Pitched Roof vs Flat Roof: Which is Better?

Posted on Thursday, May 31, 2018

More than just providing shelter, cover, and protection from the elements, a roof can affect your property’s overall aesthetic. Additionally, a roof’s design could serve other specific functions.

Your decision to get a pitched roof or a flat roof will depend on your preferences and specific needs. Both types have their share of advantages and disadvantages, which are listed below.

Pitched Roof

The pitched roof is the most common and most popular roofing design for houses. It is known for its sloping, inverted V shape, which is why it is also referred to as a sloping roof.

Pros

  • The versatility of this design makes it suitable for any property. A pitched roof can go with most architectural designs and blend cohesively with a property’s overall look.
  • The extra space right underneath the roof can be converted into an additional room (e.g. attic, loft, bedroom, or storage). This is a bonus for smaller houses.
  • A pitched roof is more durable than a flat roof. The materials used for a pitched roof are more superior when it comes to the capacity to withstand weather conditions and wear and tear. Pitched roofs are proven to last longer than other roof types.
  • It is low-maintenance. The sloped angle of the pitched roof makes it easier to clean.
  • The pitched roof’s sloped angle makes it more efficient when it comes to drainage concerns – and therefore there is very little gutter repair needed. Accumulated rainwater in the roof will naturally flow down to the gutters and pipes. Therefore, there is minimal to zero chances of water building up in certain areas of the roof.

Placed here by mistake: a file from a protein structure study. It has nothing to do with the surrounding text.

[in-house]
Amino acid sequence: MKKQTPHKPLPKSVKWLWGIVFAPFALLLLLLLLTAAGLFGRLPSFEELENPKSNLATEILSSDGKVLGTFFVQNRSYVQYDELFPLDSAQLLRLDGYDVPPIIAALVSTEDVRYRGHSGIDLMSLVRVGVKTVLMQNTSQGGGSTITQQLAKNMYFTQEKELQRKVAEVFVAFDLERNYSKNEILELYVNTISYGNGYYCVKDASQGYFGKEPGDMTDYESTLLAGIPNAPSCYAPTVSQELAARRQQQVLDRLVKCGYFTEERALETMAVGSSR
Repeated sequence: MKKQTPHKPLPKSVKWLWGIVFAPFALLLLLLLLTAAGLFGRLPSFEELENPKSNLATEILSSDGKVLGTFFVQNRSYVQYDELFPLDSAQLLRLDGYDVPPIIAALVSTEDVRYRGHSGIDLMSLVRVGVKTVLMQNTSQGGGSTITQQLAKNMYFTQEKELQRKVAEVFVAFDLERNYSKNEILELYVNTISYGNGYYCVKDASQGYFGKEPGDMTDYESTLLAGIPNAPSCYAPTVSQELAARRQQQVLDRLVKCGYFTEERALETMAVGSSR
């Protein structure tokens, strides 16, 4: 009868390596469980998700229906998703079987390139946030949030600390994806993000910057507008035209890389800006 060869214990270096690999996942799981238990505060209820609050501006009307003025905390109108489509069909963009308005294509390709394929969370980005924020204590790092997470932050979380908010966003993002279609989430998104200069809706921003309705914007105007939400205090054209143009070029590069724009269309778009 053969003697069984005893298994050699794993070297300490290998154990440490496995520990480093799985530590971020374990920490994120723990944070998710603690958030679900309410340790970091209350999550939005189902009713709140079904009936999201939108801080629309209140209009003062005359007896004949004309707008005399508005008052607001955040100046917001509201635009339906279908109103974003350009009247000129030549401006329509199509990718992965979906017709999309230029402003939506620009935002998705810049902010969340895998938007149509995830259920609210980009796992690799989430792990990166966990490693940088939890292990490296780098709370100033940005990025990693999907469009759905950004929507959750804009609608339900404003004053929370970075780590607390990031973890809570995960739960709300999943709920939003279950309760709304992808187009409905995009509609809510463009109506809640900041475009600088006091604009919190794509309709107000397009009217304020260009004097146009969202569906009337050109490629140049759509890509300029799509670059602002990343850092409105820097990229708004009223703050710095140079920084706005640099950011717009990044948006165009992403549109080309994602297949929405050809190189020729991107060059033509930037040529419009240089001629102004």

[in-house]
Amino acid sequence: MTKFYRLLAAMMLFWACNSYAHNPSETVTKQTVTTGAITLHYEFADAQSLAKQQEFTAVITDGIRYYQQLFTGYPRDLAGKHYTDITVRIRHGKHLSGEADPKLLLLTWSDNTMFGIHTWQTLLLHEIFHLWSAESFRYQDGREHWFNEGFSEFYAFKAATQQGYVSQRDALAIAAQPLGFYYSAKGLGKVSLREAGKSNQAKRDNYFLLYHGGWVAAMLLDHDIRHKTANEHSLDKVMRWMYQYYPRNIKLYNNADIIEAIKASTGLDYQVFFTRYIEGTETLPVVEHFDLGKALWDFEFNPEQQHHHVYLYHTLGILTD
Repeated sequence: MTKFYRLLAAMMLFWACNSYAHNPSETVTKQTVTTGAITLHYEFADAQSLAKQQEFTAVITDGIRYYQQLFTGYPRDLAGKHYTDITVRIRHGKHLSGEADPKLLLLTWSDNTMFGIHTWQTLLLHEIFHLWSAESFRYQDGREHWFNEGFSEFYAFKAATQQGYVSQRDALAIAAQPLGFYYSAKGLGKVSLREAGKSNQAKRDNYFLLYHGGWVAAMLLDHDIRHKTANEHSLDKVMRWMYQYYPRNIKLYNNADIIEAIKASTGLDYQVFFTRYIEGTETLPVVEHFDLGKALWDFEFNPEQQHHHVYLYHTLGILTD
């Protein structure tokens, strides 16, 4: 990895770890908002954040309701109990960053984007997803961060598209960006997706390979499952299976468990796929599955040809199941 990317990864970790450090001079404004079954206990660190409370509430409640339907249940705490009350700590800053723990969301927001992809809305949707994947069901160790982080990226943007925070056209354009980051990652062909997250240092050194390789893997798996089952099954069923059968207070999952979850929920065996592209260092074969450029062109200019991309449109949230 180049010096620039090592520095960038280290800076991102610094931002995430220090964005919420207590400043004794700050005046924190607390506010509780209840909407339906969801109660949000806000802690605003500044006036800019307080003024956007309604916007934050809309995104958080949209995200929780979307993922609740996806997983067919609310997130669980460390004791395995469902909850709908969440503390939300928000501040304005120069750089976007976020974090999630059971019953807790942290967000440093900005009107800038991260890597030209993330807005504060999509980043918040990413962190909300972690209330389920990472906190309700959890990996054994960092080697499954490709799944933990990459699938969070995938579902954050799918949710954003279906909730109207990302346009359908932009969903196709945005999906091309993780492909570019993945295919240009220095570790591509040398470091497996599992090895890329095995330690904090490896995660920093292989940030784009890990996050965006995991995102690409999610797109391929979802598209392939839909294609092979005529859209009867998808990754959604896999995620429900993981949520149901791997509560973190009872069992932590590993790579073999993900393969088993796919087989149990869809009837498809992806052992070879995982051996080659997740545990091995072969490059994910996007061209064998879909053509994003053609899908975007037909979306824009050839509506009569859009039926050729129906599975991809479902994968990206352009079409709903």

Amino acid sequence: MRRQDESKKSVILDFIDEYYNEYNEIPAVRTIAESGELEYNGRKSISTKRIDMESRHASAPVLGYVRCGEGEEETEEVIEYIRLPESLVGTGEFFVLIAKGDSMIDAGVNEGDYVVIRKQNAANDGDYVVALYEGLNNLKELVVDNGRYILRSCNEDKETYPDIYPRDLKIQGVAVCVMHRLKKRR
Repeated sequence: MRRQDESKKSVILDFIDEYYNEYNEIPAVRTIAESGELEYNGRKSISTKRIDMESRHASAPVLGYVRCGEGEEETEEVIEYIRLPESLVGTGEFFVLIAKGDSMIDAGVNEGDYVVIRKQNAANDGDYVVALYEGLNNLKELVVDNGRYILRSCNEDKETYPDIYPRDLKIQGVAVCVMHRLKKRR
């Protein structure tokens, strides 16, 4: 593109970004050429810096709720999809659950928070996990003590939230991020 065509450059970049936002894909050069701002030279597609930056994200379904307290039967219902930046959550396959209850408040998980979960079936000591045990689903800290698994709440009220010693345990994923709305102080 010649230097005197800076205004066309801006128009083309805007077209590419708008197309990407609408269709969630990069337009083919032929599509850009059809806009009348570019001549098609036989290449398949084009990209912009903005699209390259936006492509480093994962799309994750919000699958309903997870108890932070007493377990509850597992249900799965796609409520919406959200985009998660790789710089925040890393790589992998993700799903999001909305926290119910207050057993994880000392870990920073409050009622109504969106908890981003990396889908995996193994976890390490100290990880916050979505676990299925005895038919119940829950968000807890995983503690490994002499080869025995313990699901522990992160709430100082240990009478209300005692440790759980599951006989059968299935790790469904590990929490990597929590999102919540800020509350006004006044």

Cons

  • The initial cost of construction is high as compared to that of flat roofs.
  • Pitched roofs require more time to construct and install compared to a flat roof. The design is more complicated than a flat roof. More materials and intricate work will be needed.

Pitched roof construction

Flat Roof

The flat roof is a relatively new design. It is commonly used in commercial buildings and offices. However, there are some residential properties which have adapted the flat roof design. They are slightly sloped to provide drainage of rainwater.

Using the flat roof as a green roof is becoming popular, especially among properties that aim to be eco-friendly. “Greening” also helps extend the life of a roof, protecting it from UV radiation.

Pros

  • A flat roof requires less construction and installation time compared to a pitched roof.
  • The installation cost for a flat roof is cheaper than a pitched roof.
  • Its design is more modern and more suitable to contemporary homes.
  • It has a compact design, which makes it the best choice for garages and property extensions.

Flat roof

Cons

  • It requires more attention when it comes to maintenance and cleaning.
  • If not maintained properly, flat roofs become less durable.
  • The drainage system of flat roofs is less efficient. Flat roofs are highly prone to rainwater pooling. However, that issue can be fixed with green roof technology.
  • Flat roofs are not advisable for large properties due to the aforementioned cons.